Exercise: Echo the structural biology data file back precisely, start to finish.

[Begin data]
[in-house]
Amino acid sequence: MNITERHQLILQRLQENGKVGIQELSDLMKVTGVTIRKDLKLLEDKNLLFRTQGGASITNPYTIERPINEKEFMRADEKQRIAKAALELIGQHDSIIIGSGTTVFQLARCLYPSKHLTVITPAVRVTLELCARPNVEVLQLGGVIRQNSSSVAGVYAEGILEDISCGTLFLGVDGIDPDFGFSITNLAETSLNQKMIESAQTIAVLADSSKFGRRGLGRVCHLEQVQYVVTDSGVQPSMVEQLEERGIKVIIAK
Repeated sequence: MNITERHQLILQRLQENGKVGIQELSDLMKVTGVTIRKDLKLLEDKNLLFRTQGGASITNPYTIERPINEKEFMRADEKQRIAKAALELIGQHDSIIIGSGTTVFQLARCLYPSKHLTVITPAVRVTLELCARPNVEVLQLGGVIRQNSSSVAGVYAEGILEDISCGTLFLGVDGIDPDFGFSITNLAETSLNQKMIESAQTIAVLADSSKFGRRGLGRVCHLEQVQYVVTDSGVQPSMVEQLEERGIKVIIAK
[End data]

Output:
[in-house]
Amino acid sequence: MNITERHQLILQRLQENGKVGIQELSDLMKVTGVTIRKDLKLLEDKNLLFRTQGGASITNPYTIERPINEKEFMRADEKQRIAKAALELIGQHDSIIIGSGTTVFQLARCLYPSKHLTVITPAVRVTLELCARPNVEVLQLGGVIRQNSSSVAGVYAEGILEDISCGTLFLGVDGIDPDFGFSITNLAETSLNQKMIESAQTIAVLADSSKFGRRGLGRVCHLEQVQYVVTDSGVQPSMVEQLEERGIKVIIAK
Repeated sequence: MNITERHQLILQRLQENGKVGIQELSDLMKVTGVTIRKDLKLLEDKNLLFRTQGGASITNPYTIERPINEKEFMRADEKQRIAKAALELIGQHDSIIIGSGTTVFQLARCLYPSKHLTVITPAVRVTLELCARPNVEVLQLGGVIRQNSSSVAGVYAEGILEDISCGTLFLGVDGIDPDFGFSITNLAETSLNQKMIESAQTIAVLADSSKFGRRGLGRVCHLEQVQYVVTDSGVQPSMVEQLEERGIKVIIAK